Gov. Tim Walz on Thursday will announce the next phase of Minnesota's COVID-19 response — likely dialing back some business closures and restrictions under the current stay-at-home order, which ends Monday, but leaving others in place amid an accelerating death toll.

Speaking Wednesday in Worthington, where an outbreak among workers shut down the JBS pork plant, the governor said a wholesale ending of the order would be futile because many workers would refuse to return to workplaces with high infection risks. However, large and small employers alike should be able to reopen when they put effective social distancing precautions in place.

"If we can make a large plant function, and we can do it without infecting people, we probably ought to be able to allow the Ace Hardware store to be able sell a hammer when they need to with a couple people in the store," he said.

"The surest way we get this economy back going again," he added, "is we make sure people feel safe and secure."

Walz said the stay-at-home order has bought hospitals time to prepare for a surge of COVID-19 cases by reducing face-to-face contact and disease transmission by 80%. The governor said he is now confident that patients with severe cases will have intensive care beds and ventilators available to them, even at the peak of the pandemic. But he stressed that the peak is very much ahead.

"This thing is like gravity," he said, "It will run its course. It will eventually climb a peak and go over it. The only question is, how steep the peak is and how quickly it comes."

Minnesota deaths from COVID-19 have now reached 319, with the addition of 18 deaths reported Wednesday — including a 30-year-old with underlying health problems who is the state's youngest victim so far. The state also has 4,644 lab-confirmed cases based on 66,744 tests — including single-day highs reported on Wednesday of 463 cases and 2,915 tests.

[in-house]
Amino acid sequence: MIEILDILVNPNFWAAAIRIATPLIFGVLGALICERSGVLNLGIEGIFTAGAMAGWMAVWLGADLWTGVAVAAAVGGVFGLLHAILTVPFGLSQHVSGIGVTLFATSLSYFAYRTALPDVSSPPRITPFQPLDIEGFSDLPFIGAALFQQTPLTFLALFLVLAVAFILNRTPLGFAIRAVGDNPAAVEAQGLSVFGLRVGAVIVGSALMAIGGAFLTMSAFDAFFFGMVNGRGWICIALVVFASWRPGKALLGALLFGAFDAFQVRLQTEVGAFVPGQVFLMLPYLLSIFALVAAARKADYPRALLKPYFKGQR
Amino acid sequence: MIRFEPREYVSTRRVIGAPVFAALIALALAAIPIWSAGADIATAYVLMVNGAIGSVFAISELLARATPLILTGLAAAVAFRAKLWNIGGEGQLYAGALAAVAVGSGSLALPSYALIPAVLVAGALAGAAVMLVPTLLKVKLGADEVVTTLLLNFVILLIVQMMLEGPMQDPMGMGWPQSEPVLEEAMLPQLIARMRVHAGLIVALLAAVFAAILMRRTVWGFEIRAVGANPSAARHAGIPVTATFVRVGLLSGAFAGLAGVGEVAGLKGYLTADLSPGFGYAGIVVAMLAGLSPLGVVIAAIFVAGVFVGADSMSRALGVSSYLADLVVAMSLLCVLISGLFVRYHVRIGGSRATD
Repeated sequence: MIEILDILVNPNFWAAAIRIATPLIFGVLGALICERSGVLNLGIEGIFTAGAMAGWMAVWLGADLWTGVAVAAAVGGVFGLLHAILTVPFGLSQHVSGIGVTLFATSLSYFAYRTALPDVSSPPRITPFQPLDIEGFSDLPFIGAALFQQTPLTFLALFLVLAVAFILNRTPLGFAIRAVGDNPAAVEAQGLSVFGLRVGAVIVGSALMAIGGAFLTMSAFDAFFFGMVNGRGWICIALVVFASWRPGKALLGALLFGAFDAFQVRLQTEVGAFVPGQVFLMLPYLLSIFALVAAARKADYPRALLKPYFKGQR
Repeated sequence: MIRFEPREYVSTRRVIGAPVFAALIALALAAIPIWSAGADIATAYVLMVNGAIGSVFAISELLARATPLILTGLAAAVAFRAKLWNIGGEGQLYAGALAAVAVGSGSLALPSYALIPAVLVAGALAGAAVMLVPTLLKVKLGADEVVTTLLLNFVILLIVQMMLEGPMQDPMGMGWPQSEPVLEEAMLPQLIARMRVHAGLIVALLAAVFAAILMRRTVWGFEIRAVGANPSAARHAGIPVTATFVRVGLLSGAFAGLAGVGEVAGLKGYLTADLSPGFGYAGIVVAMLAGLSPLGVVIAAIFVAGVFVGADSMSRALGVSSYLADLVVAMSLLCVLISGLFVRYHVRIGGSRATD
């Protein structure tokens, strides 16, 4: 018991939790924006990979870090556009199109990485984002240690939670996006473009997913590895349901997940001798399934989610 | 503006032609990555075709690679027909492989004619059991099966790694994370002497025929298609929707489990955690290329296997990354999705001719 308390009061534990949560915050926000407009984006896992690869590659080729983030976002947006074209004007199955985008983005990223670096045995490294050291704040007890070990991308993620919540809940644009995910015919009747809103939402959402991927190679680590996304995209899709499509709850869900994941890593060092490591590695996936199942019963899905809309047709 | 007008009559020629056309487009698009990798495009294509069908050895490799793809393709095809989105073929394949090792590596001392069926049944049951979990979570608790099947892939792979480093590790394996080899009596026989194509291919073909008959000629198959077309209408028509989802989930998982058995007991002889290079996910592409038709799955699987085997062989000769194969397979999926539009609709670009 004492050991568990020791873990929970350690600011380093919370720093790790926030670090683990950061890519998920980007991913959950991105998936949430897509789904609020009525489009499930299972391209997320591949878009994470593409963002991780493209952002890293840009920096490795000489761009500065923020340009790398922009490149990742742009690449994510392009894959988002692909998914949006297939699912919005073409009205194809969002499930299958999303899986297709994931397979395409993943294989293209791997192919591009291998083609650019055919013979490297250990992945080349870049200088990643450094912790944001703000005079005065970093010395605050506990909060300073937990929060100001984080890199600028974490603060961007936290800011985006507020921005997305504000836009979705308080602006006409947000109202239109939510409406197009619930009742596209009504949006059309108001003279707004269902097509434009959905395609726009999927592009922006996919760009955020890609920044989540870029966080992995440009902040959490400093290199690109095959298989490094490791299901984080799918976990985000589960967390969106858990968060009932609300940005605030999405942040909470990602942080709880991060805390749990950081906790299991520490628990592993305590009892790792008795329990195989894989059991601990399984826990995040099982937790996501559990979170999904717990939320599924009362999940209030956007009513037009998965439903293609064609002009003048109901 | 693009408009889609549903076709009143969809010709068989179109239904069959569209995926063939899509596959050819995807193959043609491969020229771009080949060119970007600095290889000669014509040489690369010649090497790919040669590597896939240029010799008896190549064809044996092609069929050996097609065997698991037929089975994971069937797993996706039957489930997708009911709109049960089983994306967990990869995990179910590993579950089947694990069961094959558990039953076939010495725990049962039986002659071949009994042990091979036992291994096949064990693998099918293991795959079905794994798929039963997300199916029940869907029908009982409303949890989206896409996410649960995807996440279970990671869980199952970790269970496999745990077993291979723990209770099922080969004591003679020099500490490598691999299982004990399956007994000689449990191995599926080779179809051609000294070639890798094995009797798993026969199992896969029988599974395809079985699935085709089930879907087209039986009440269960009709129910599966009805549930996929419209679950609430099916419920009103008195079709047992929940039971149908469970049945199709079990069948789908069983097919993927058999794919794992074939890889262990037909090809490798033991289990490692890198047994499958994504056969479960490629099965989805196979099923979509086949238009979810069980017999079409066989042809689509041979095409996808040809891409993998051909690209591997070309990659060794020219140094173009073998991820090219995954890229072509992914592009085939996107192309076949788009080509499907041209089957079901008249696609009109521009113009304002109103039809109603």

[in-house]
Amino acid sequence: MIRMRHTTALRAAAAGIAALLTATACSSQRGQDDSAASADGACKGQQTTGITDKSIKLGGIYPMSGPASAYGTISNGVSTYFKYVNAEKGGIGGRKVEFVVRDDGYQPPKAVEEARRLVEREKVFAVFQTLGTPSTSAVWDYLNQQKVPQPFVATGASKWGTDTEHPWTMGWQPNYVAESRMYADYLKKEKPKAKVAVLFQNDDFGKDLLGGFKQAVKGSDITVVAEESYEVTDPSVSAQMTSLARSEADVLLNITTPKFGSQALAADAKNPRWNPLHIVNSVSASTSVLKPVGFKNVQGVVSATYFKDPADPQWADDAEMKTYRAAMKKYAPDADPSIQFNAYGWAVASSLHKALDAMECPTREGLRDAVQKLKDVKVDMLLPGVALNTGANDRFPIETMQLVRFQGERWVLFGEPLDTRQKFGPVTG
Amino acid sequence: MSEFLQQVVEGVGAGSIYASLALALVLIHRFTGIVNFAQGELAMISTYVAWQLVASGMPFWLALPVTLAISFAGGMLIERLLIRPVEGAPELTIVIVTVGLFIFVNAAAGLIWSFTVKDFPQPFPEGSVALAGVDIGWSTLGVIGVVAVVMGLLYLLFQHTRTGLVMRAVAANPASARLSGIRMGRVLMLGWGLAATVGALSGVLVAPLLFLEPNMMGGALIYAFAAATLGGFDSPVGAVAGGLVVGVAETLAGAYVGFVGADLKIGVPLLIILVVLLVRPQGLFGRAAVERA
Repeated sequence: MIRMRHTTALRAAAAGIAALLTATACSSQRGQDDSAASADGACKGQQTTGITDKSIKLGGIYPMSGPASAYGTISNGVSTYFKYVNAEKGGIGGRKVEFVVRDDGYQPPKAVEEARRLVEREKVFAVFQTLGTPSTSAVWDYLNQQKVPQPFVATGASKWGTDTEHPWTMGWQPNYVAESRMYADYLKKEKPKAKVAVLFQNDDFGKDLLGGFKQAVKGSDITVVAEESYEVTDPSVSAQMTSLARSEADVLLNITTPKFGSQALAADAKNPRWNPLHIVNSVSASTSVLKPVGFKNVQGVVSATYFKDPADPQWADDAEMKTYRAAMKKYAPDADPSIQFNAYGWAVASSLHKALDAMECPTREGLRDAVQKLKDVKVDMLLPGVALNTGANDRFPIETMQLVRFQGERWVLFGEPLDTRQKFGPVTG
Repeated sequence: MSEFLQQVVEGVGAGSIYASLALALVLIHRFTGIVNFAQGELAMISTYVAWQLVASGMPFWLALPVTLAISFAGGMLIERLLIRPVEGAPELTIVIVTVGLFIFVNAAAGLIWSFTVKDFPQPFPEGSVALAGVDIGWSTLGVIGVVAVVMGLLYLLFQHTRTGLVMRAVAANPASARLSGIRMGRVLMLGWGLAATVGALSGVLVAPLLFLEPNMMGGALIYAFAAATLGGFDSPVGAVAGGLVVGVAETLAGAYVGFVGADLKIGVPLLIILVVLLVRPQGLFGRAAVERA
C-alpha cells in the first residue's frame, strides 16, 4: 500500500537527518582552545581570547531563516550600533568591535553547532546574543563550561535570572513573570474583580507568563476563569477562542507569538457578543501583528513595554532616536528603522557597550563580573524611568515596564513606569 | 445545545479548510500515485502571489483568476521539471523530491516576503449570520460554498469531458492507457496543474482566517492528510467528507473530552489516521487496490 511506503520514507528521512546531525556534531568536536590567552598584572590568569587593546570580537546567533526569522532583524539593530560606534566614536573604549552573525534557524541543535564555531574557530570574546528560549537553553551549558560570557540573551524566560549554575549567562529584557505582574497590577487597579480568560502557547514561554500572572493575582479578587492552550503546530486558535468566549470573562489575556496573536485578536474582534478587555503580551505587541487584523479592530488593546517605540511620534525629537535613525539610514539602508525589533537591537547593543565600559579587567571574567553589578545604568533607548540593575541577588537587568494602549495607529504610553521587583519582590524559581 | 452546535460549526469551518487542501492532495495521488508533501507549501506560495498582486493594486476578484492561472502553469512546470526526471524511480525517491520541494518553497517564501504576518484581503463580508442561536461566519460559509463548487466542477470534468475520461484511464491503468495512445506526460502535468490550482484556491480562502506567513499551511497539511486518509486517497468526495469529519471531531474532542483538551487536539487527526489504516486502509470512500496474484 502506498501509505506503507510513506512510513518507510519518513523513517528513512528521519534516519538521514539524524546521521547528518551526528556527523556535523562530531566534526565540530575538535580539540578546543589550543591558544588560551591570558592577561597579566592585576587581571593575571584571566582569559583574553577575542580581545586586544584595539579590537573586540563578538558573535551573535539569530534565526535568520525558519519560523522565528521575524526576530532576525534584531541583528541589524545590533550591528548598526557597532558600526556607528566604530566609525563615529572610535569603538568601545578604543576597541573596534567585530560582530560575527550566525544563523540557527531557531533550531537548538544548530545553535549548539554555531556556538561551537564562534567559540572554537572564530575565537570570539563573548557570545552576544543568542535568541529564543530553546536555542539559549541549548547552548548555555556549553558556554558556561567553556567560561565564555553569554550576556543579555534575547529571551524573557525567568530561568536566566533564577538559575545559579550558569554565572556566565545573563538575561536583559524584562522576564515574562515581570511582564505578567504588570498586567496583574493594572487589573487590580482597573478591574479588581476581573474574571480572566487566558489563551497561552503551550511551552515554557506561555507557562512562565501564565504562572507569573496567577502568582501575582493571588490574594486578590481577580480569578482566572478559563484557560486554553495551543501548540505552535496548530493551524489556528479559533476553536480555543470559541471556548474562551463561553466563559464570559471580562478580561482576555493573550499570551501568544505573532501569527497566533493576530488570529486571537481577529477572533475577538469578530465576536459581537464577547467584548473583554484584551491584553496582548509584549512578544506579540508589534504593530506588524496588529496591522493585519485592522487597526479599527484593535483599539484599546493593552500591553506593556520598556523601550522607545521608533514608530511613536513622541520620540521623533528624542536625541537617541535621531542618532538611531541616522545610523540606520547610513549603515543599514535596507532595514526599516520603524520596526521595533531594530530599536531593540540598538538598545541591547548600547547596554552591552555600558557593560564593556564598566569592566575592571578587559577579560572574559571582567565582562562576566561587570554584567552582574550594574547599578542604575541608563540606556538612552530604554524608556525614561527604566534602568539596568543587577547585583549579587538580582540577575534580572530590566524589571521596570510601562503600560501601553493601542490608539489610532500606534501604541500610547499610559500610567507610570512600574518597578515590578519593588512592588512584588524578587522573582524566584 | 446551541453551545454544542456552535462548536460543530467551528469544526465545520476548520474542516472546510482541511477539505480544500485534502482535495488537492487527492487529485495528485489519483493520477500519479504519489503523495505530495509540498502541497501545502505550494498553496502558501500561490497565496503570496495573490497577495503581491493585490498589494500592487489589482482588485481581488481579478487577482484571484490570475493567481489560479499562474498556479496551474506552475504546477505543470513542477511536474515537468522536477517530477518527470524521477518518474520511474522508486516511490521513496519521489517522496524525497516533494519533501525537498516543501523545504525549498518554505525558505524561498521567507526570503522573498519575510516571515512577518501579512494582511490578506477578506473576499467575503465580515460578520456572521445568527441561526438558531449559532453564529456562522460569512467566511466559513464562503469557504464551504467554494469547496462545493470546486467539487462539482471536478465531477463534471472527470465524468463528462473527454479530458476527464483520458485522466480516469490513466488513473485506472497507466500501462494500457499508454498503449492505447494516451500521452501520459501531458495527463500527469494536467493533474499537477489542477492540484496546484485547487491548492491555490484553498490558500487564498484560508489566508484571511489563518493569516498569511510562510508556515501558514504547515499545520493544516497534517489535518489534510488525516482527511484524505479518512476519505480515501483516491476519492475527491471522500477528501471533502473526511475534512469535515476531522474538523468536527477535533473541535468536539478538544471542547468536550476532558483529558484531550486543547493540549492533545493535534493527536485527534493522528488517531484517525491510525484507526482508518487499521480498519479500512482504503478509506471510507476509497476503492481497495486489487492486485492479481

Walz and his administration have received numerous suggestions on what to do next, including from Republican lawmakers who have criticized the stay-at-home order for putting more than 567,000 people temporarily out of work.

Senate Republicans received 2,000 responses in an online suggestion box — with a Chaska salon owner offering to wear disposable gloves and masks with each client, and a Hutchinson dog groomer offering to care for dogs that are leashed outside his store.

"I think it's really important to open what we can, and then try to sort things out," said Sen. Jim Abeler, R-Anoka. "I wish I could stop worrying about it, but I feel like the kid standing outside their house waiting for the fire department to come and there's no sirens."

New research using the University of Minnesota's national hospital bed tracker offered a cautionary tale of moving too quickly, though. Minnesota saw a 355% increase in hospital bed usage from March 28 to April 8, when stay-at-home restrictions started to pay off, but then much slower growth in bed usage after that. In Iowa, where statewide orders fell short of doctor recommendations, the growth in bed usage remained steady.

"We still are on an exponential growth curve," said Dr. Archelle Georgiou, an executive in residence at the U's Medical Industry Leadership Institute, and a leader of the research. "And so it would suggest that there may be value in extending the stay-at-home order or certainly being quite cautious in opening up."

While the research can't prove cause-and-effect, Georgiou said the findings show the Minnesota policy "seems to have had an impact … where we changed the trajectory of where we expected our state to be."

Walz has repeatedly said that football stadiums and crowded bars will be among the last to reopen. His strategy has been to start with businesses with predictable patterns of foot traffic and face-to-face interactions, which can use social distancing to further reduce the risk to workers.